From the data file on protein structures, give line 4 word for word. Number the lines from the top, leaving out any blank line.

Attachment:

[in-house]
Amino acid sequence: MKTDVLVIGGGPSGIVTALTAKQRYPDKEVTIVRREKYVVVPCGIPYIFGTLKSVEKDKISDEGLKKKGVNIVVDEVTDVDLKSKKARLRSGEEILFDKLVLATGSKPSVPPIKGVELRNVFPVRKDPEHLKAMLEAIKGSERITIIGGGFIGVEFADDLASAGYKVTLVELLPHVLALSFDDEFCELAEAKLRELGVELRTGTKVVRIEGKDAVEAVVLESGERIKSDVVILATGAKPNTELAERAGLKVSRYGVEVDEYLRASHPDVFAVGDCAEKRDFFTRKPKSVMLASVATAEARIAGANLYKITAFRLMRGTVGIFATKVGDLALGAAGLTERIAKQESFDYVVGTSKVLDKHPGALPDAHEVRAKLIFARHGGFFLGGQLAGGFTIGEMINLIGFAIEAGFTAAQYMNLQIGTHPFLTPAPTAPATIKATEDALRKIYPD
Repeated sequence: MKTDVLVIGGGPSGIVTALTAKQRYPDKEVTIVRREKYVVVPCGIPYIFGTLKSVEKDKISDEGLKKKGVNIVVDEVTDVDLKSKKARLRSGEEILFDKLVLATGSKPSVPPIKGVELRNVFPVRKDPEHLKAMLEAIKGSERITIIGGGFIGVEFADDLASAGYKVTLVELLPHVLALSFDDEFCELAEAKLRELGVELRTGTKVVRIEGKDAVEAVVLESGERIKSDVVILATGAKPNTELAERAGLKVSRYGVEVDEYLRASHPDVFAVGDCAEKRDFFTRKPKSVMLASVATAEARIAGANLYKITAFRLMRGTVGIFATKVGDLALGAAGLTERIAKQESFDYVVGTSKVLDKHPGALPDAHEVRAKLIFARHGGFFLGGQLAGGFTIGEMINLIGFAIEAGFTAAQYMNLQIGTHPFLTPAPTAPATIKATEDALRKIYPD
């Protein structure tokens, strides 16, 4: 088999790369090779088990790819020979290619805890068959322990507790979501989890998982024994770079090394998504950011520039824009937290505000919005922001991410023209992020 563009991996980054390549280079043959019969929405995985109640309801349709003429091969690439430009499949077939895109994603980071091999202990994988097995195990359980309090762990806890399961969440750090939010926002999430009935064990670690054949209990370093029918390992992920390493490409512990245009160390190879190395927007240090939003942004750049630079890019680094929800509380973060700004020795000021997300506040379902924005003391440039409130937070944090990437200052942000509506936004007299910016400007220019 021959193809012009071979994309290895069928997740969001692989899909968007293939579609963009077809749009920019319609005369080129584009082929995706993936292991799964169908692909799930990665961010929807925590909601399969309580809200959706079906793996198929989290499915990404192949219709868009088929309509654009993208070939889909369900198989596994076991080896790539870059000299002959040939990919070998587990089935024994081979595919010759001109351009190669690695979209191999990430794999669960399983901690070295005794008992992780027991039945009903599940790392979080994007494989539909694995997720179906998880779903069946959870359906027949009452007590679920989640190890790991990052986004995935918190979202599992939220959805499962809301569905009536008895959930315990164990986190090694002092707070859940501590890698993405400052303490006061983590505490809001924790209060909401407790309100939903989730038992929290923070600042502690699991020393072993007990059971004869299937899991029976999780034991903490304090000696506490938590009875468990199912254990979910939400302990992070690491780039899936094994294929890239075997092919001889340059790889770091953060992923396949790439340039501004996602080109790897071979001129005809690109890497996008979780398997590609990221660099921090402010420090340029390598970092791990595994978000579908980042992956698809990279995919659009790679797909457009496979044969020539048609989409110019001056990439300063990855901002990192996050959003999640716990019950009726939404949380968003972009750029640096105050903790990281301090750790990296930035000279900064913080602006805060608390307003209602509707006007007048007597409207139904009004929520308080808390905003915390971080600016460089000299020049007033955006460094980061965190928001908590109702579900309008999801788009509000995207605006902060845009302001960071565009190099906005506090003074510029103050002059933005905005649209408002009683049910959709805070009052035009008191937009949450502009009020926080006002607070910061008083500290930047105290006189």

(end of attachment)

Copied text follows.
């Protein structure tokens, strides 16, 4: 088999790369090779088990790819020979290619805890068959322990507790979501989890998982024994770079090394998504950011520039824009937290505000919005922001991410023209992020 563009991996980054390549280079043959019969929405995985109640309801349709003429091969690439430009499949077939895109994603980071091999202990994988097995195990359980309090762990806890399961969440750090939010926002999430009935064990670690054949209990370093029918390992992920390493490409512990245009160390190879190395927007240090939003942004750049630079890019680094929800509380973060700004020795000021997300506040379902924005003391440039409130937070944090990437200052942000509506936004007299910016400007220019 021959193809012009071979994309290895069928997740969001692989899909968007293939579609963009077809749009920019319609005369080129584009082929995706993936292991799964169908692909799930990665961010929807925590909601399969309580809200959706079906793996198929989290499915990404192949219709868009088929309509654009993208070939889909369900198989596994076991080896790539870059000299002959040939990919070998587990089935024994081979595919010759001109351009190669690695979209191999990430794999669960399983901690070295005794008992992780027991039945009903599940790392979080994007494989539909694995997720179906998880779903069946959870359906027949009452007590679920989640190890790991990052986004995935918190979202599992939220959805499962809301569905009536008895959930315990164990986190090694002092707070859940501590890698993405400052303490006061983590505490809001924790209060909401407790309100939903989730038992929290923070600042502690699991020393072993007990059971004869299937899991029976999780034991903490304090000696506490938590009875468990199912254990979910939400302990992070690491780039899936094994294929890239075997092919001889340059790889770091953060992923396949790439340039501004996602080109790897071979001129005809690109890497996008979780398997590609990221660099921090402010420090340029390598970092791990595994978000579908980042992956698809990279995919659009790679797909457009496979044969020539048609989409110019001056990439300063990855901002990192996050959003999640716990019950009726939404949380968003972009750029640096105050903790990281301090750790990296930035000279900064913080602006805060608390307003209602509707006007007048007597409207139904009004929520308080808390905003915390971080600016460089000299020049007033955006460094980061965190928001908590109702579900309008999801788009509000995207605006902060845009302001960071565009190099906005506090003074510029103050002059933005905005649209408002009683049910959709805070009052035009008191937009949450502009009020926080006002607070910061008083500290930047105290006189």